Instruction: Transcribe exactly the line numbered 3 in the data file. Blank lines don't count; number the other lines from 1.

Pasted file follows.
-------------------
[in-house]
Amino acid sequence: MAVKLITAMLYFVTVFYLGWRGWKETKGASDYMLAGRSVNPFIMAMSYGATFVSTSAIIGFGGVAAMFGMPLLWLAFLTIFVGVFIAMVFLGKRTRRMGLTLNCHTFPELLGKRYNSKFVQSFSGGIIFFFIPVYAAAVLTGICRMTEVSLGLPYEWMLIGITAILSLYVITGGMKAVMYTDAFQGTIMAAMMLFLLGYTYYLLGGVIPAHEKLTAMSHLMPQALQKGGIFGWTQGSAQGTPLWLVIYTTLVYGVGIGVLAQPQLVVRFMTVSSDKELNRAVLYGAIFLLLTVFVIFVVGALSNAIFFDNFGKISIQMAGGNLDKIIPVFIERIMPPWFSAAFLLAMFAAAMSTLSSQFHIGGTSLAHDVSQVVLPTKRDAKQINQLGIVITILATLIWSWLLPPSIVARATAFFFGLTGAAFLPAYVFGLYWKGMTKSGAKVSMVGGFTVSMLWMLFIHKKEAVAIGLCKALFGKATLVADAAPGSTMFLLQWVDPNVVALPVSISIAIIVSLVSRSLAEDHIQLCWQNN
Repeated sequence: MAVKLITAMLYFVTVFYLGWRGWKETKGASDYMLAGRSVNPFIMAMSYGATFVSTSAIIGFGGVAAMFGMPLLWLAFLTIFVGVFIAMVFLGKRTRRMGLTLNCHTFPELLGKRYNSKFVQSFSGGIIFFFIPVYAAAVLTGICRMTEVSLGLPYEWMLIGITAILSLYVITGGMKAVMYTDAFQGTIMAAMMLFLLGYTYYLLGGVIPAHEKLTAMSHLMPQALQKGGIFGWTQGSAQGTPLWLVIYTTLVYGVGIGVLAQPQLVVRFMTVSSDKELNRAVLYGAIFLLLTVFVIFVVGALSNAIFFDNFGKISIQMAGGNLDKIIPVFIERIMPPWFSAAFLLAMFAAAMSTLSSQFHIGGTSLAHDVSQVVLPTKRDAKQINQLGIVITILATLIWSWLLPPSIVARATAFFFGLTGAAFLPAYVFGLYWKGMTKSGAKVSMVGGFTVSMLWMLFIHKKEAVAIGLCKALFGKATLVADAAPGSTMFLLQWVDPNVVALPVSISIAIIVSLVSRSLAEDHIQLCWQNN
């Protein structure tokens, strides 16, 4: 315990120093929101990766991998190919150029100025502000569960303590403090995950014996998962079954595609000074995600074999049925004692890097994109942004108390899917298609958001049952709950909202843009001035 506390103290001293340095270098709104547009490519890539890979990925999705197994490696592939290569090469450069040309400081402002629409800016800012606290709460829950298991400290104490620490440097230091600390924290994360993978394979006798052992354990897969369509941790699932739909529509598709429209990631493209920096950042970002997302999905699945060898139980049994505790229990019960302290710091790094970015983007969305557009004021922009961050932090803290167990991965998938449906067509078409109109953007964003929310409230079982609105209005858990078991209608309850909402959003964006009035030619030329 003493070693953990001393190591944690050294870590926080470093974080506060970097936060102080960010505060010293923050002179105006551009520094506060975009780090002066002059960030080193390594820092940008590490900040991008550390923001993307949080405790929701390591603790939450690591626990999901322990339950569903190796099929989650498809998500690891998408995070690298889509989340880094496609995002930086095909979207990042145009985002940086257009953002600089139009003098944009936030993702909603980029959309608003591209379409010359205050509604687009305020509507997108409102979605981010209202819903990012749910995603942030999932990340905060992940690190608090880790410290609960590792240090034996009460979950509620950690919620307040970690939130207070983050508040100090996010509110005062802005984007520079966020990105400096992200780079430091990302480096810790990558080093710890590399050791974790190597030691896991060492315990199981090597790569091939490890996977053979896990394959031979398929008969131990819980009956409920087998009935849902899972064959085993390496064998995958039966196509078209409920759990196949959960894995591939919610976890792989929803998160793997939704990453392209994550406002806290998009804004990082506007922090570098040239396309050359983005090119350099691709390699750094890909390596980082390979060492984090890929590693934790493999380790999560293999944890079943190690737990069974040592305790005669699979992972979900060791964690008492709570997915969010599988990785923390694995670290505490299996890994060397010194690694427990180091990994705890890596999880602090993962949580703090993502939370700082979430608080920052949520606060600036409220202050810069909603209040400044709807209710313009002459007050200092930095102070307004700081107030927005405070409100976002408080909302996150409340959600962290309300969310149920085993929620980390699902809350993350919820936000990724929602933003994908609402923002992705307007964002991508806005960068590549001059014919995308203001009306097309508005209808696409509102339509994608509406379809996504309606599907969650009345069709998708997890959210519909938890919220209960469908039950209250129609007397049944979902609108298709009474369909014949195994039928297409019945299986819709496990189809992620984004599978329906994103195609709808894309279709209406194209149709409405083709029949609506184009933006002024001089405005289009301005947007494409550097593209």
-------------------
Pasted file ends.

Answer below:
Repeated sequence: MAVKLITAMLYFVTVFYLGWRGWKETKGASDYMLAGRSVNPFIMAMSYGATFVSTSAIIGFGGVAAMFGMPLLWLAFLTIFVGVFIAMVFLGKRTRRMGLTLNCHTFPELLGKRYNSKFVQSFSGGIIFFFIPVYAAAVLTGICRMTEVSLGLPYEWMLIGITAILSLYVITGGMKAVMYTDAFQGTIMAAMMLFLLGYTYYLLGGVIPAHEKLTAMSHLMPQALQKGGIFGWTQGSAQGTPLWLVIYTTLVYGVGIGVLAQPQLVVRFMTVSSDKELNRAVLYGAIFLLLTVFVIFVVGALSNAIFFDNFGKISIQMAGGNLDKIIPVFIERIMPPWFSAAFLLAMFAAAMSTLSSQFHIGGTSLAHDVSQVVLPTKRDAKQINQLGIVITILATLIWSWLLPPSIVARATAFFFGLTGAAFLPAYVFGLYWKGMTKSGAKVSMVGGFTVSMLWMLFIHKKEAVAIGLCKALFGKATLVADAAPGSTMFLLQWVDPNVVALPVSISIAIIVSLVSRSLAEDHIQLCWQNN